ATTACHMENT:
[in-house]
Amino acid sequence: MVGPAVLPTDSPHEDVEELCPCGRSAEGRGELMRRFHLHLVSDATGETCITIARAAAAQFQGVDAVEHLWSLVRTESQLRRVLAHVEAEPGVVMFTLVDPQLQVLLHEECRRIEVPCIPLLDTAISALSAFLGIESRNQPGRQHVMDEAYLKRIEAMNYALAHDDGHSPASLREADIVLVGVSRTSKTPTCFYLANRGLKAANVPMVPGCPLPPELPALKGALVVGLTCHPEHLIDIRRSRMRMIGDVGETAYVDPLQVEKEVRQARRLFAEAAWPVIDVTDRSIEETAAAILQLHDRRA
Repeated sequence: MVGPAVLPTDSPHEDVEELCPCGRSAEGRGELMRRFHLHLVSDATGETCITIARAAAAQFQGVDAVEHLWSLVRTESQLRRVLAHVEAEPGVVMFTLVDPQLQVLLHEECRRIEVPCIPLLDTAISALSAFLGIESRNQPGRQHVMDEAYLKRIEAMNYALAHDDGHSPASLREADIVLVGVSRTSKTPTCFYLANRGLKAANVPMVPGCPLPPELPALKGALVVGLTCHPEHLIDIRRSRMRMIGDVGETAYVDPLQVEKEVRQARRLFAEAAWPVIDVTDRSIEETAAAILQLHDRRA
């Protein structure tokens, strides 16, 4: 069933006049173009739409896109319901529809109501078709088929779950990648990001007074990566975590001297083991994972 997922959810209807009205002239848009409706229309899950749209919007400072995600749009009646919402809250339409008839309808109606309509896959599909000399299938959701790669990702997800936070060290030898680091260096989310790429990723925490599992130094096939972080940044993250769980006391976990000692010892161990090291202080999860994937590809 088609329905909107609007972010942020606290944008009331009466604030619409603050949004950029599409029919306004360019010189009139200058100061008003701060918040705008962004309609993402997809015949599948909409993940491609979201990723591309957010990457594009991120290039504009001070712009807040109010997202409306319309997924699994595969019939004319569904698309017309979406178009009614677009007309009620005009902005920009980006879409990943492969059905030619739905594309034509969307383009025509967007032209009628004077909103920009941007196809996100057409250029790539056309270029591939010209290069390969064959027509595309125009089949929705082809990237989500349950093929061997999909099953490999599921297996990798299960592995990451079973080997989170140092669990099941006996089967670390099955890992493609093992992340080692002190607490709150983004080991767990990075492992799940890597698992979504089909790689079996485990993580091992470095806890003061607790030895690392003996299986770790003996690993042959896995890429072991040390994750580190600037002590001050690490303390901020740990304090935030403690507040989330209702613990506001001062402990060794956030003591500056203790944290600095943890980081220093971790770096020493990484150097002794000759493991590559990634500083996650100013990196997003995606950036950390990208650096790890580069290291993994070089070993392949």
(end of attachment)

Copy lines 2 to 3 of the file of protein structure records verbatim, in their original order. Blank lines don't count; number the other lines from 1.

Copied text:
Amino acid sequence: MVGPAVLPTDSPHEDVEELCPCGRSAEGRGELMRRFHLHLVSDATGETCITIARAAAAQFQGVDAVEHLWSLVRTESQLRRVLAHVEAEPGVVMFTLVDPQLQVLLHEECRRIEVPCIPLLDTAISALSAFLGIESRNQPGRQHVMDEAYLKRIEAMNYALAHDDGHSPASLREADIVLVGVSRTSKTPTCFYLANRGLKAANVPMVPGCPLPPELPALKGALVVGLTCHPEHLIDIRRSRMRMIGDVGETAYVDPLQVEKEVRQARRLFAEAAWPVIDVTDRSIEETAAAILQLHDRRA
Repeated sequence: MVGPAVLPTDSPHEDVEELCPCGRSAEGRGELMRRFHLHLVSDATGETCITIARAAAAQFQGVDAVEHLWSLVRTESQLRRVLAHVEAEPGVVMFTLVDPQLQVLLHEECRRIEVPCIPLLDTAISALSAFLGIESRNQPGRQHVMDEAYLKRIEAMNYALAHDDGHSPASLREADIVLVGVSRTSKTPTCFYLANRGLKAANVPMVPGCPLPPELPALKGALVVGLTCHPEHLIDIRRSRMRMIGDVGETAYVDPLQVEKEVRQARRLFAEAAWPVIDVTDRSIEETAAAILQLHDRRA